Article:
First of all, apologies to anyone out there who has been a reader of this blog and has wondered why there has been no posting in over a month. I’m obviously not dead and I’m definitely not abandoning Bulldog Maroon & White. Busy turned into procrastination turned into neglect. But I still love Mississippi State basketball and that passion will keep me writing about the program in whatever capacity I can manage. So, with a nice win for the Bulldogs today, one that I got to watch with my father, there couldn’t be a better time to pick things back up.
So admittedly, with the lack of posting, I’ve only kept up with the Bulldog basketball team in passing recently…..something I hope to change in the ’09.
Losses to Washington State and Texas Tech were understandable, a loss to Charlotte at home was unacceptable, a loss to Cincinnati was embarrassing, and an overtime loss at home to San Diego was a disgrace. But overall, even with a weak schedule, Bulldog fans should not be all that surprised at the current 9-5 record, but should be allowed to be disappointed.
What’s done is done, we all knew we had a young team coming into the season; Stansbury sold us this fact like a desperate Willy Loman. But from here on out, it’s all about how this team grows together, and the framework for potential is evident.
As I understand it, this new four guard lineup has expanded scoring opportunities for Jarvis Varnado, but has left me a skeptic as to how the Bulldogs will fare with the gimmick come SEC time.
For one, many times it forces all five Bulldogs on the court to go for defensive rebounds, and understandably so…..allowing the opponent second chances can be a game killer. However, with all that quickness on the court, MSU cannot get out and run as much with everyone hitting the glass. Trouble with four guards and rebounding was especially evident in the first half against Houston. The game plan of Tom Penders was obviously to have his Cougars to be aggressive on the offensive boards, and it worked. Houston killed Mississippi State to the tune of 16-6 in the first half alone.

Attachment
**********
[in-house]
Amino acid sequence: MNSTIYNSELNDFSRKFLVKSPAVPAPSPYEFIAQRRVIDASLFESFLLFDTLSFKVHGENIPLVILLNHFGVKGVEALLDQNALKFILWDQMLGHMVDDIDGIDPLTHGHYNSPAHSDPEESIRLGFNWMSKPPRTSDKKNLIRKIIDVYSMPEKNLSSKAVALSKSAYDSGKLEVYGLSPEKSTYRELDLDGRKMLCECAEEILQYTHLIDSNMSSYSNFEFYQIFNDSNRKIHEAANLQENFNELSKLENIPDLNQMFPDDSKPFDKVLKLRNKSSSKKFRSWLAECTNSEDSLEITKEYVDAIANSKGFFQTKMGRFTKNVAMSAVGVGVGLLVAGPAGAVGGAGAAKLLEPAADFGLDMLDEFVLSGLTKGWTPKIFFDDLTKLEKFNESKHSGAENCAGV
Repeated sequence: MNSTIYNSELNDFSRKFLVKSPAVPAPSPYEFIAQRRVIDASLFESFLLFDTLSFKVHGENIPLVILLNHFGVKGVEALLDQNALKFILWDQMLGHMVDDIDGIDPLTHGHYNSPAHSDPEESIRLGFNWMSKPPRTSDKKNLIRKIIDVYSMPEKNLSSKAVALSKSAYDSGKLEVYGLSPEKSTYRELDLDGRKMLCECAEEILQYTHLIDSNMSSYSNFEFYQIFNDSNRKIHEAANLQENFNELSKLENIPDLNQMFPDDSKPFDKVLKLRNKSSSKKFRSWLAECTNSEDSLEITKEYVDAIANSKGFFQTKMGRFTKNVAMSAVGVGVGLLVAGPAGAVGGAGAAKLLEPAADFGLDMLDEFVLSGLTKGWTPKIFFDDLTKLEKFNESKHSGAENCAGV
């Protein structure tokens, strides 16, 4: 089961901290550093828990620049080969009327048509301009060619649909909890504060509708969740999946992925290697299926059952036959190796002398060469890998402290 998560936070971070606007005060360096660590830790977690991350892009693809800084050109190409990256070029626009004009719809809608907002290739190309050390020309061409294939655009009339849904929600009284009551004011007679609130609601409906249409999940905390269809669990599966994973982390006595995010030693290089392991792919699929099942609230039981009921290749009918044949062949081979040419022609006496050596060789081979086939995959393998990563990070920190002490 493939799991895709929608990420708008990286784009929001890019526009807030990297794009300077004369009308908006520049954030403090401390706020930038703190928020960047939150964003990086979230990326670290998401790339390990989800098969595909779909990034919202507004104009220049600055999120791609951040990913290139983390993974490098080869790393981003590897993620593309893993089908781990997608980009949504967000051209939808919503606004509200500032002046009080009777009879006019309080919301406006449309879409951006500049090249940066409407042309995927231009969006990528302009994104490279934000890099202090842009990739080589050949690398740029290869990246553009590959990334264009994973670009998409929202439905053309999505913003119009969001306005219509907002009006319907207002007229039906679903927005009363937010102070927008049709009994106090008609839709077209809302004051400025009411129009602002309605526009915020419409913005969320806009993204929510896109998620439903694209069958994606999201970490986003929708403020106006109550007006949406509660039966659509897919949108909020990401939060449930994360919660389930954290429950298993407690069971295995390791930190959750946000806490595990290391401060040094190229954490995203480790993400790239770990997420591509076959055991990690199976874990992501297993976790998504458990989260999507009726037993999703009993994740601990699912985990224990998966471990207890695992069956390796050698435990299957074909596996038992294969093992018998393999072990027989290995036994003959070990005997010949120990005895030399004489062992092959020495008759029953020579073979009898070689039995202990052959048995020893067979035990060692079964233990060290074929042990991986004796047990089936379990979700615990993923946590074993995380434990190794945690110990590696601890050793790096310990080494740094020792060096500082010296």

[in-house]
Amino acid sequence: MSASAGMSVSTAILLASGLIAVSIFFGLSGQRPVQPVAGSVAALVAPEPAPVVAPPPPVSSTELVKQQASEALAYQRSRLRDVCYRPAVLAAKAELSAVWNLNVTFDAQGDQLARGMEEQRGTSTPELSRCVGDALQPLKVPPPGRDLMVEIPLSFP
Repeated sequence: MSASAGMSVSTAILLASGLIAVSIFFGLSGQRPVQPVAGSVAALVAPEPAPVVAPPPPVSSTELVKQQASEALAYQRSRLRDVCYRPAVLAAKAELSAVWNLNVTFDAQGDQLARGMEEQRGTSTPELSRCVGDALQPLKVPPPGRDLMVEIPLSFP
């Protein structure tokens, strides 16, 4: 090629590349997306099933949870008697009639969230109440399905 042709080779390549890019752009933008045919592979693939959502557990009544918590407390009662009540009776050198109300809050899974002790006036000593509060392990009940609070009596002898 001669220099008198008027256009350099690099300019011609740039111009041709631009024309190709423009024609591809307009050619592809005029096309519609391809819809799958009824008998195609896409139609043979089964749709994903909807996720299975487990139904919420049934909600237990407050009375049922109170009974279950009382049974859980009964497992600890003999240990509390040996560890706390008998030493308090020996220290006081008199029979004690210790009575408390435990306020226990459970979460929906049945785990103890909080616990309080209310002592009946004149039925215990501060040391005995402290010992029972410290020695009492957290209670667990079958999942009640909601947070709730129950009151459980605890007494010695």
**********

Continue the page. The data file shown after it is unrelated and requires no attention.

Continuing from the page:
However, with Houston missing so many shots, there will clearly be more chances for them to secure offensive rebounds. By my count, the Cougars went 4-24 from the field in the last 10 minutes of the first half.
But in the second half, the Bulldogs did a much better job at securing defensive boards, as Houston continued to be ice cold from the field. Long rebounds allowed the Bulldog guards to run. In the process, the played relatively under control, shared the ball, and did a great job at getting the ball into the post within the first look of the offensive set.
Sharing is caring and 18 assists on 30 Bulldog field goals meant a day of Bulldog domination and reconciliation from a loss to the San Diego Toreros.
Before all is said and done, Romero Osby will be considered the best player on the court for the Bulldogs (if this isn’t already the case). He can obviously step out and hit the three, but rarely neglects to mix it up in the paint. He rebounds, he takes charges, and he’s down to run (definitely more than Jarvis Varnado). Obsy could stand to work on his left hand a bit, but when conference play begins, he will surely make the case for Rick Stansbury to shy away from the 4-guard lineup as Osby is the perfect PF.
Living & Dying by the Three
Overall, this may be the best outside shooting team that Rick Stansbury has had in his tenure as head honcho…..perhaps more of a reason to set up shop and do some livin’ from long distance. However, for consistent winning efforts in the future, that living needs to be worked from the inside out and not the opposite.
In the first half, the Dawgs did a lot of gunning, and luckily, they were on, hitting 7 of 17 threes attempted (41.2%). The pace slowed down in the second half as the Dawgs only went 4-8 from deep. In addition to Osby, Elgin Bailey and Brian Johnson both did a great job of taking up space down low. Let’s hope they keep on their painter’s cap and maintain the tough work under the rim.